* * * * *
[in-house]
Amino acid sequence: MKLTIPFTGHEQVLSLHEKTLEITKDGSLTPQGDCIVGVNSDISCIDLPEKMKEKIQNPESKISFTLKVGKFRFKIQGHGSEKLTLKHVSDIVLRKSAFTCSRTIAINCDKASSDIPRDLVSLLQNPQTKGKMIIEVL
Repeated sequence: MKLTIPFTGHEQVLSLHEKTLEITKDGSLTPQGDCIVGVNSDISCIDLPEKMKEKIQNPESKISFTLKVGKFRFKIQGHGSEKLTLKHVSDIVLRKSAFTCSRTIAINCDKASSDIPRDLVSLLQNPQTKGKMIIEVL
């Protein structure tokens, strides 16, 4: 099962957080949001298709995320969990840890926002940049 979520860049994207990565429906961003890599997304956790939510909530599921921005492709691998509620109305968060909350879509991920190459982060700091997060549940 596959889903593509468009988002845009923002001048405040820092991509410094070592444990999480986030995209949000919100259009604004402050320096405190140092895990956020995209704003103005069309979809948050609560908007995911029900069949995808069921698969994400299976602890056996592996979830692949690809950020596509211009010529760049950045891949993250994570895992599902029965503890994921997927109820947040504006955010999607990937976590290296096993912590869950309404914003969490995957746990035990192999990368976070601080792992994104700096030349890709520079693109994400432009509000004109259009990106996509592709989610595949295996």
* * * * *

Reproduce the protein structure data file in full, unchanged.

[in-house]
Amino acid sequence: MKLTIPFTGHEQVLSLHEKTLEITKDGSLTPQGDCIVGVNSDISCIDLPEKMKEKIQNPESKISFTLKVGKFRFKIQGHGSEKLTLKHVSDIVLRKSAFTCSRTIAINCDKASSDIPRDLVSLLQNPQTKGKMIIEVL
Repeated sequence: MKLTIPFTGHEQVLSLHEKTLEITKDGSLTPQGDCIVGVNSDISCIDLPEKMKEKIQNPESKISFTLKVGKFRFKIQGHGSEKLTLKHVSDIVLRKSAFTCSRTIAINCDKASSDIPRDLVSLLQNPQTKGKMIIEVL
């Protein structure tokens, strides 16, 4: 099962957080949001298709995320969990840890926002940049 979520860049994207990565429906961003890599997304956790939510909530599921921005492709691998509620109305968060909350879509991920190459982060700091997060549940 596959889903593509468009988002845009923002001048405040820092991509410094070592444990999480986030995209949000919100259009604004402050320096405190140092895990956020995209704003103005069309979809948050609560908007995911029900069949995808069921698969994400299976602890056996592996979830692949690809950020596509211009010529760049950045891949993250994570895992599902029965503890994921997927109820947040504006955010999607990937976590290296096993912590869950309404914003969490995957746990035990192999990368976070601080792992994104700096030349890709520079693109994400432009509000004109259009990106996509592709989610595949295996």